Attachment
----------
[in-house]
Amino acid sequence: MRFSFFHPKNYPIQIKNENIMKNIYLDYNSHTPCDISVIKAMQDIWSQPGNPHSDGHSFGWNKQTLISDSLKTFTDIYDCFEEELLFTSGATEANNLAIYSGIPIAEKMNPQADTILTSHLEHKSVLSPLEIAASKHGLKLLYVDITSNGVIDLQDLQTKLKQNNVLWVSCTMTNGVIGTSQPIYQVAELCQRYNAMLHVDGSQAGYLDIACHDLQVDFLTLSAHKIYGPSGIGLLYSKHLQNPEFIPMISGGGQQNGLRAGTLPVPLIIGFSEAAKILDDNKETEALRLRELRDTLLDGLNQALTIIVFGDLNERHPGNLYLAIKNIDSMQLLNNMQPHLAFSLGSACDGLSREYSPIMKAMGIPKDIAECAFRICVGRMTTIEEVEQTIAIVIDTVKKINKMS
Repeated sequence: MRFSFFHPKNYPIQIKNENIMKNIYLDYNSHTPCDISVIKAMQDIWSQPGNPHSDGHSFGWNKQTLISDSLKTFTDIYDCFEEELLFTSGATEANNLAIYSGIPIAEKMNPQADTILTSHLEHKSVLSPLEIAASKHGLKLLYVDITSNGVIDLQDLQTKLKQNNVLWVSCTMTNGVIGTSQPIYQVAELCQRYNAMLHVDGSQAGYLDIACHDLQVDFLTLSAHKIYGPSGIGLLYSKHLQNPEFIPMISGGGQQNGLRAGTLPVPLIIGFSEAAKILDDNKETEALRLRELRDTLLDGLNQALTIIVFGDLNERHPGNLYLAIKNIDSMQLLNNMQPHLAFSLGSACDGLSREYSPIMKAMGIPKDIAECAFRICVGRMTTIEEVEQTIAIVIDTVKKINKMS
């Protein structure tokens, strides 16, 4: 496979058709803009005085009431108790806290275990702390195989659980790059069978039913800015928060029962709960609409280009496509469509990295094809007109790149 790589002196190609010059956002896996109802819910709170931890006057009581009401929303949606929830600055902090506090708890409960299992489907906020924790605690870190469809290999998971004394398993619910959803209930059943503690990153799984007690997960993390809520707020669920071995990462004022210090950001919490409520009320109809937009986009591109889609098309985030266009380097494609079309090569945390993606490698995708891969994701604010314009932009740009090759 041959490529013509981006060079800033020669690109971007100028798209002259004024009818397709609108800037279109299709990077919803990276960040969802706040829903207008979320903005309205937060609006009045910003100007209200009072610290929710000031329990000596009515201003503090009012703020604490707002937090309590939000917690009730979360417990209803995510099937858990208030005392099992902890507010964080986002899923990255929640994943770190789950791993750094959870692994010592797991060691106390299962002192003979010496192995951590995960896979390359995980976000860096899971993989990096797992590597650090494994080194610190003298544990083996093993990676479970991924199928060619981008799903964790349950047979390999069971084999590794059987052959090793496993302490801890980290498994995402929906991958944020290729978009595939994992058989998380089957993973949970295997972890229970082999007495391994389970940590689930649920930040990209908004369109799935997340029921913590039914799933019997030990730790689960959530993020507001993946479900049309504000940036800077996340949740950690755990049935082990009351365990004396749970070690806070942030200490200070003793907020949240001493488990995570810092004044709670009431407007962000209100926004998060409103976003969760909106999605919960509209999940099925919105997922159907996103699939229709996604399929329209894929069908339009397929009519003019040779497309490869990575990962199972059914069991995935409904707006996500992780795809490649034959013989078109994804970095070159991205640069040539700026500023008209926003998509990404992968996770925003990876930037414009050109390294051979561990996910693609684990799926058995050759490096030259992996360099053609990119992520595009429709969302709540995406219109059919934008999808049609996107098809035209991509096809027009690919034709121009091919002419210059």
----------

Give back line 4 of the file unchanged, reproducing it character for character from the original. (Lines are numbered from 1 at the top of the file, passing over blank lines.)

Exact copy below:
């Protein structure tokens, strides 16, 4: 496979058709803009005085009431108790806290275990702390195989659980790059069978039913800015928060029962709960609409280009496509469509990295094809007109790149 790589002196190609010059956002896996109802819910709170931890006057009581009401929303949606929830600055902090506090708890409960299992489907906020924790605690870190469809290999998971004394398993619910959803209930059943503690990153799984007690997960993390809520707020669920071995990462004022210090950001919490409520009320109809937009986009591109889609098309985030266009380097494609079309090569945390993606490698995708891969994701604010314009932009740009090759 041959490529013509981006060079800033020669690109971007100028798209002259004024009818397709609108800037279109299709990077919803990276960040969802706040829903207008979320903005309205937060609006009045910003100007209200009072610290929710000031329990000596009515201003503090009012703020604490707002937090309590939000917690009730979360417990209803995510099937858990208030005392099992902890507010964080986002899923990255929640994943770190789950791993750094959870692994010592797991060691106390299962002192003979010496192995951590995960896979390359995980976000860096899971993989990096797992590597650090494994080194610190003298544990083996093993990676479970991924199928060619981008799903964790349950047979390999069971084999590794059987052959090793496993302490801890980290498994995402929906991958944020290729978009595939994992058989998380089957993973949970295997972890229970082999007495391994389970940590689930649920930040990209908004369109799935997340029921913590039914799933019997030990730790689960959530993020507001993946479900049309504000940036800077996340949740950690755990049935082990009351365990004396749970070690806070942030200490200070003793907020949240001493488990995570810092004044709670009431407007962000209100926004998060409103976003969760909106999605919960509209999940099925919105997922159907996103699939229709996604399929329209894929069908339009397929009519003019040779497309490869990575990962199972059914069991995935409904707006996500992780795809490649034959013989078109994804970095070159991205640069040539700026500023008209926003998509990404992968996770925003990876930037414009050109390294051979561990996910693609684990799926058995050759490096030259992996360099053609990119992520595009429709969302709540995406219109059919934008999808049609996107098809035209991509096809027009690919034709121009091919002419210059």